Malignant tumors continually shed cancer cells into the bloodstream, and these cells can spread the disease to other tissues. This process, known as metastasis, is the deadliest aspect of cancer: it is the culprit in nine out of ten cancer deaths. But the circulating tumor cells are so rare--with a concentration of onlyone in a billion cells in the bloodstream--that scientists haven't been able to detect them easily or accurately enough to be clinically useful. Now Mehmet Toner, a bioengineer at MGH and Harvard Medical School, and his colleagues have designed a microfluidics device that can analyze whole blood in large enough volumes to detect these scarce cells.

"I think this device is going to turn the field of metastasis upside down," says Toner, who led the work. "It finds the circulating tumor cells that end up killing people." He adds that the sensitivity of the test is "high enough for clinical applications."

The device consists of a business-card-size silicon chip dotted with 80,000 microscopic posts. Each post is coated with a molecule that binds to a specific protein found on most cells originating from solid tumors, such as breast, lung, or prostate cancer. As blood flows through the chip, tumor cells stick to the posts.

Initial tests show that the device is highly sensitive. An analysis of blood samples from 68 patients with five types of cancer detected cancer cells in all but one sample, according to findings published today in the journal Nature. Researchers also found that changes in the number of circulating cancer cells accurately reflected changes in the size of patients' tumors during treatment. Oncologists often use tumor size as a measure of how well a treatment is working, with the goal of shrinking the tumor.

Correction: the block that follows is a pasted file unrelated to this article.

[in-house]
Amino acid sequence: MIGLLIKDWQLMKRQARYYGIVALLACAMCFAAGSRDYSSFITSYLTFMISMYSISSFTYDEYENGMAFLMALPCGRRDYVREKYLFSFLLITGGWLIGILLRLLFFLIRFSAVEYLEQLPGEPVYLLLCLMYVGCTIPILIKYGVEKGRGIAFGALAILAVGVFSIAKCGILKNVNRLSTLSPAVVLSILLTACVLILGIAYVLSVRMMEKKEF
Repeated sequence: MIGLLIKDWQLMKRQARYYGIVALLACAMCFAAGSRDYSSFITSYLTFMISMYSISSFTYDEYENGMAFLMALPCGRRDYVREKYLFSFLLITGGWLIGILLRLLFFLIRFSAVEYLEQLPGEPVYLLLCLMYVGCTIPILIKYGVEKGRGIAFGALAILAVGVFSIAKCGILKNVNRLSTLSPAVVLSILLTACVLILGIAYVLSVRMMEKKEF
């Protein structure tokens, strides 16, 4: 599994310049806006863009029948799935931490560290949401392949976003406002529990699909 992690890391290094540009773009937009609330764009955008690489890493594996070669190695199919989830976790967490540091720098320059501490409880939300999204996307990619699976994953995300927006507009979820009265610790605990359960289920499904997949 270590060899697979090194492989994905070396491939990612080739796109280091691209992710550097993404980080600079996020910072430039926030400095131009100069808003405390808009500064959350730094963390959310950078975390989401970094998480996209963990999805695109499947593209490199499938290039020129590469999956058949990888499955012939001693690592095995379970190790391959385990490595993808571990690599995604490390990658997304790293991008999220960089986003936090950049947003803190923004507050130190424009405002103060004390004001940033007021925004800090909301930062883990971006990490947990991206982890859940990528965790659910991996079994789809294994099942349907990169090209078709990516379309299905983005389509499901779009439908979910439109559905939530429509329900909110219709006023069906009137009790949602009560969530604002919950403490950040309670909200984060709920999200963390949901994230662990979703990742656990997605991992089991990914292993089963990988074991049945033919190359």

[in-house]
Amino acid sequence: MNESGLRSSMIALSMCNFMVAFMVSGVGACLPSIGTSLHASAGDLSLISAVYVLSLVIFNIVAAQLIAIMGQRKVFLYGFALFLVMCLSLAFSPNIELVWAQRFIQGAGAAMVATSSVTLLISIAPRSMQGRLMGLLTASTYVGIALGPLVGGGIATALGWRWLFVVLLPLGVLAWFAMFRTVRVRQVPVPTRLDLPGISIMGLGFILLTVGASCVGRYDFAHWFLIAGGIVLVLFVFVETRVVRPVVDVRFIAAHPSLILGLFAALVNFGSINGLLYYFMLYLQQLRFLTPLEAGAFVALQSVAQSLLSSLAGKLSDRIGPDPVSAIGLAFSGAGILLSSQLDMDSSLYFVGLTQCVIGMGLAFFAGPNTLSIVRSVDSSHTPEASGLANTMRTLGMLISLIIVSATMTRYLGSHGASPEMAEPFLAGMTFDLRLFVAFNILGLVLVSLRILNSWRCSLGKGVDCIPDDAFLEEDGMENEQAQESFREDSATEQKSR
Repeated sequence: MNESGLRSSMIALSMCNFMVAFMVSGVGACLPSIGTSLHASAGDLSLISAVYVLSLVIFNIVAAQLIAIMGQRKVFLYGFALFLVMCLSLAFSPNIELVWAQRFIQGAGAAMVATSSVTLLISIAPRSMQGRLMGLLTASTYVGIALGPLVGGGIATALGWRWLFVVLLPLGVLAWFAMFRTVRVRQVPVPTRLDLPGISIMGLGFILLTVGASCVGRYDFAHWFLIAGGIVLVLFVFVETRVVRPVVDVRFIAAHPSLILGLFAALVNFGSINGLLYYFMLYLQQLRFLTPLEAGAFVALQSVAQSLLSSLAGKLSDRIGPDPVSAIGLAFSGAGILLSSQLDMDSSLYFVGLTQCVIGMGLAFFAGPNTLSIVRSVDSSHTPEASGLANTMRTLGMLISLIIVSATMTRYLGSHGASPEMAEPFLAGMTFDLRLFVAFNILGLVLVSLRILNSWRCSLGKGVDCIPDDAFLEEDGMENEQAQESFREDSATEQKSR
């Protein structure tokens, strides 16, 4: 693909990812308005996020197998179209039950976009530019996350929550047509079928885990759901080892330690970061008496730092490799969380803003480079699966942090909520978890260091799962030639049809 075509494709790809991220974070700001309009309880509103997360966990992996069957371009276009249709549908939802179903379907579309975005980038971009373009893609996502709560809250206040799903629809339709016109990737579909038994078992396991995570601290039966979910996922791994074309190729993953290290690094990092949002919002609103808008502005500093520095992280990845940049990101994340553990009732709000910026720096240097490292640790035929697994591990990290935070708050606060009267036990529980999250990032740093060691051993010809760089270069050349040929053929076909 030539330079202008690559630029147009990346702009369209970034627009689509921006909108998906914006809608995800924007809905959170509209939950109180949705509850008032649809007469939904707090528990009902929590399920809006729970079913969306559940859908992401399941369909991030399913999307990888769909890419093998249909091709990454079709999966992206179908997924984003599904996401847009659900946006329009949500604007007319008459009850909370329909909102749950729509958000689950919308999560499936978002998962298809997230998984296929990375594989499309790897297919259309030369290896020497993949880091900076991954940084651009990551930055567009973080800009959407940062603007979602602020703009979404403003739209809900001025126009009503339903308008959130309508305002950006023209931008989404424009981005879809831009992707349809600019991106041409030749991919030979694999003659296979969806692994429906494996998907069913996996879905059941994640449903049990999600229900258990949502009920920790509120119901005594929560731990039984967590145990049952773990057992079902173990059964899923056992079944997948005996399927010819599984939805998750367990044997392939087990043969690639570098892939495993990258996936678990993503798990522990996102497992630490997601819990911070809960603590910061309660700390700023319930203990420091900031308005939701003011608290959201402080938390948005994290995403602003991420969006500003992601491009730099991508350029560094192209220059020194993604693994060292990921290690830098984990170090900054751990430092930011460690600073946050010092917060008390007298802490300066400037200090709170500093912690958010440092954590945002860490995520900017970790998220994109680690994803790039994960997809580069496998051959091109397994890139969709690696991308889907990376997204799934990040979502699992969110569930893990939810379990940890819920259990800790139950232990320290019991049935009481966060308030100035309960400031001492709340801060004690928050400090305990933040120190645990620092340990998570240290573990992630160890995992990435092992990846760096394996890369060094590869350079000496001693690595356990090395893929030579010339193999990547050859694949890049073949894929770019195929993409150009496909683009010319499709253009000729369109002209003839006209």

Such blood tests could ultimately prove to be an inexpensive and noninvasive complement to the CT scans and tissue biopsies that oncologists traditionally use to characterize tumors. For example, regular blood tests assessing tumor cell count might be used to determine if a particular treatment is effective. That might allow "the treatment regimen to be modified much earlier than if physicians had to rely solely on changes in tumor size," says Jonathan Uhr, a scientist at the University of Texas Southwestern Medical Center, in Dallas, who wrote a commentary accompanying the paper in Nature.

Toner likens the circulating tumor cell count to viral loads in HIV, which doctors use to assess how effective antiviral drugs are. "If we're going to turn cancer into a chronic disease, we need to monitor the patient accordingly," he says.

Researchers can also examine the cells captured on the chip for molecular markers that suggest a more aggressive form of cancer or a tumor that will respond to specific cancer drugs. The researchers ultimately hope to use the chip to analyze genetic changes in the tumor, which might signal the need to change treatments.

The ability to monitor changes in the levels of circulating tumor cells might also reshape physicians' view of cancer. For example, a preliminary study of patients with prostate cancer showed that a subset of people diagnosed as having localized cancer actually had circulating tumor cells. "It may be that cancer needs to be defined more molecularly than morphologically," says Toner
. [so instead of the currently broadly defined stages of cancer there could be more detailed modeling of the molecular progression.]

A powerpoint of the FDA's critical path initiative

Adaptive Clinical Trials Are Steppingstone toward Personalized Medicine.

At the 2006 Conference on Adaptive Trial Design, FDA Deputy Commissioner for Medical and Scientific Affairs Scott Gottlieb emphasized how important it is to pursue alternatives to the traditional, highly empiric statistical approach to conducting clinical trials, by designing ones that can be adapted.


How Technology is Accelerating Adaptive Clinical Trials.

The journal of drug discovery and development